“One person with a belief is equal to the force of 100,000 who have only interests.” Continue reading
Judging by the excitement in some circles it appears that there are an awful lot of people who believe that something fundamental has changed this week as the disgraceful antics at the News of the World finally bubbled to the surface of the nation’s political consciousness. Murdoch’s News International empire has definitely taken a battering and News Corporation’s bid for BSkyB appears to have suffered significant damage, if it is not fatally wounded. Ed Milliband’s decision to stick his neck out and make a direct attack on News International represents the first time since Labour’s nadir in the 1980s (and the evisceration of first Michael Foot and then Neil Kinnock) that a party leader has been willing to be openly critical of Murdoch and his henchmen. Whatever the outcome, Milliband has been braver than I expected and he has dragged other politicians and the political debate with him. That clearly marks a very significant – and welcome – shift in British politics and it may yet prove a very damaging blow to Murdoch. Continue reading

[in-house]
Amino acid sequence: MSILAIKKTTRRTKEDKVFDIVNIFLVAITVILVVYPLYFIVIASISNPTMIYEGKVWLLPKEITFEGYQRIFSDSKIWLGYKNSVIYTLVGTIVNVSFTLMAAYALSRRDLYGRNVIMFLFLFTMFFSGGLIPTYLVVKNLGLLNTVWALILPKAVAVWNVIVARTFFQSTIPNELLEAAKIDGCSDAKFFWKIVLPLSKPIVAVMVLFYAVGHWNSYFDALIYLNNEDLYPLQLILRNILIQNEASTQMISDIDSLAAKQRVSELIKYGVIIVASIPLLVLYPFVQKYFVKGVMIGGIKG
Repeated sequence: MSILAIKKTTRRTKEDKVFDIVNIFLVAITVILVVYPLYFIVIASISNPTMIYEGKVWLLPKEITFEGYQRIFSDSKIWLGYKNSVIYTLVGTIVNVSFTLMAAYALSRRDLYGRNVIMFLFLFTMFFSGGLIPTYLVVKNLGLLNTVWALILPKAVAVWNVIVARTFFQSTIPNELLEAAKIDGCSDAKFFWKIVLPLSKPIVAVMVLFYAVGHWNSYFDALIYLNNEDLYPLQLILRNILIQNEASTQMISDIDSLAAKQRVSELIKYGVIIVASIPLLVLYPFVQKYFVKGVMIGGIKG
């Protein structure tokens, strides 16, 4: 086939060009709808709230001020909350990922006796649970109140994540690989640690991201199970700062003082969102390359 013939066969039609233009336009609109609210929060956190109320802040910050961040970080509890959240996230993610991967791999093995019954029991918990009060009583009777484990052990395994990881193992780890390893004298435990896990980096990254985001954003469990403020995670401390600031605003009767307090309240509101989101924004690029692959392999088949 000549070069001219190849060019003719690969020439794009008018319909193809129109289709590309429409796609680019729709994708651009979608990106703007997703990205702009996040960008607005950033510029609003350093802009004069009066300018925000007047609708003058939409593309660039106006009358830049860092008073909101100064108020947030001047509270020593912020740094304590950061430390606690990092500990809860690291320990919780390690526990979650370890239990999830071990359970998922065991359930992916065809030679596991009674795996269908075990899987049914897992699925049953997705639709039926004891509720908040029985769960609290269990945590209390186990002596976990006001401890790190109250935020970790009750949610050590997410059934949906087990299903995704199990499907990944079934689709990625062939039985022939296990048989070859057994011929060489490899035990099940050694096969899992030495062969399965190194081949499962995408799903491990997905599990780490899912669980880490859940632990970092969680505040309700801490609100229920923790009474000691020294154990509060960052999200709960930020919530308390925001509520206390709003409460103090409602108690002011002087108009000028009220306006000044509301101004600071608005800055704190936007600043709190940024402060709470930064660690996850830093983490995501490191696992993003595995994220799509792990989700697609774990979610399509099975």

So I was reading a story submitted by an author in a writing group I belong to and he’d decided to write a story with a political background. It was supposed to be set in the future but he couldn’t resist dropping in one of those slightly ranting asides about the present state of the nation that are the punji-stake-floored trap that skewer so many writers who decide to have a stab at writing explicitly about politics. These traps are particularly deadly if your understanding of the political situation is drawn only from the soul-sucking, half-witted jabbering that passes for political debate on our national media. Continue reading
If I’m honest if I don’t feel entirely comfortable with contributing to the women in science fiction debate that’s been filling the blogs and tweets of people whose opinion I like and respect (links below). It’s not that I don’t support equal opportunities for modern women writers (or even just women in general) or that I’m against promoting the neglected works of women writers of the past – on the contrary I fully support both the principles and the practice of what people are trying to do.